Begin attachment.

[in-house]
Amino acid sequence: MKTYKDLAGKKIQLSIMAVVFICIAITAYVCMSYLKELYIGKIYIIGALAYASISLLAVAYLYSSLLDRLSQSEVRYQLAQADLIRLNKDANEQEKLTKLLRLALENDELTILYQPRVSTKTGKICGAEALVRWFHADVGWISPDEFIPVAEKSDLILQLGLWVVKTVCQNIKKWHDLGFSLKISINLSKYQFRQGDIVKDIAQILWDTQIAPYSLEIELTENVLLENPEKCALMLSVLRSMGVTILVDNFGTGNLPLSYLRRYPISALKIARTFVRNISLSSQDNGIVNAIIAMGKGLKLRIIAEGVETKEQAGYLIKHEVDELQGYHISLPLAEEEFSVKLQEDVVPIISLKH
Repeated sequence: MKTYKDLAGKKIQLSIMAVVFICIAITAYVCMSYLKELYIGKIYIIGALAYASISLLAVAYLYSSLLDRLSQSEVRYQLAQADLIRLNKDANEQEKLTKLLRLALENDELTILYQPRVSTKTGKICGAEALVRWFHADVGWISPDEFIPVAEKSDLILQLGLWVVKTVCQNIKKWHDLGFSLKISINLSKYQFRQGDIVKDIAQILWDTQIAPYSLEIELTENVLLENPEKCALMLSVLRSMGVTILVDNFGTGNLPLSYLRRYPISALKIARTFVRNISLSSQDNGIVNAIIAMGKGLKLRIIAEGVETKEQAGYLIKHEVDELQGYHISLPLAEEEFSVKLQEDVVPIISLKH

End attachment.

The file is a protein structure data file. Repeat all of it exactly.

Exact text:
[in-house]
Amino acid sequence: MKTYKDLAGKKIQLSIMAVVFICIAITAYVCMSYLKELYIGKIYIIGALAYASISLLAVAYLYSSLLDRLSQSEVRYQLAQADLIRLNKDANEQEKLTKLLRLALENDELTILYQPRVSTKTGKICGAEALVRWFHADVGWISPDEFIPVAEKSDLILQLGLWVVKTVCQNIKKWHDLGFSLKISINLSKYQFRQGDIVKDIAQILWDTQIAPYSLEIELTENVLLENPEKCALMLSVLRSMGVTILVDNFGTGNLPLSYLRRYPISALKIARTFVRNISLSSQDNGIVNAIIAMGKGLKLRIIAEGVETKEQAGYLIKHEVDELQGYHISLPLAEEEFSVKLQEDVVPIISLKH
Repeated sequence: MKTYKDLAGKKIQLSIMAVVFICIAITAYVCMSYLKELYIGKIYIIGALAYASISLLAVAYLYSSLLDRLSQSEVRYQLAQADLIRLNKDANEQEKLTKLLRLALENDELTILYQPRVSTKTGKICGAEALVRWFHADVGWISPDEFIPVAEKSDLILQLGLWVVKTVCQNIKKWHDLGFSLKISINLSKYQFRQGDIVKDIAQILWDTQIAPYSLEIELTENVLLENPEKCALMLSVLRSMGVTILVDNFGTGNLPLSYLRRYPISALKIARTFVRNISLSSQDNGIVNAIIAMGKGLKLRIIAEGVETKEQAGYLIKHEVDELQGYHISLPLAEEEFSVKLQEDVVPIISLKH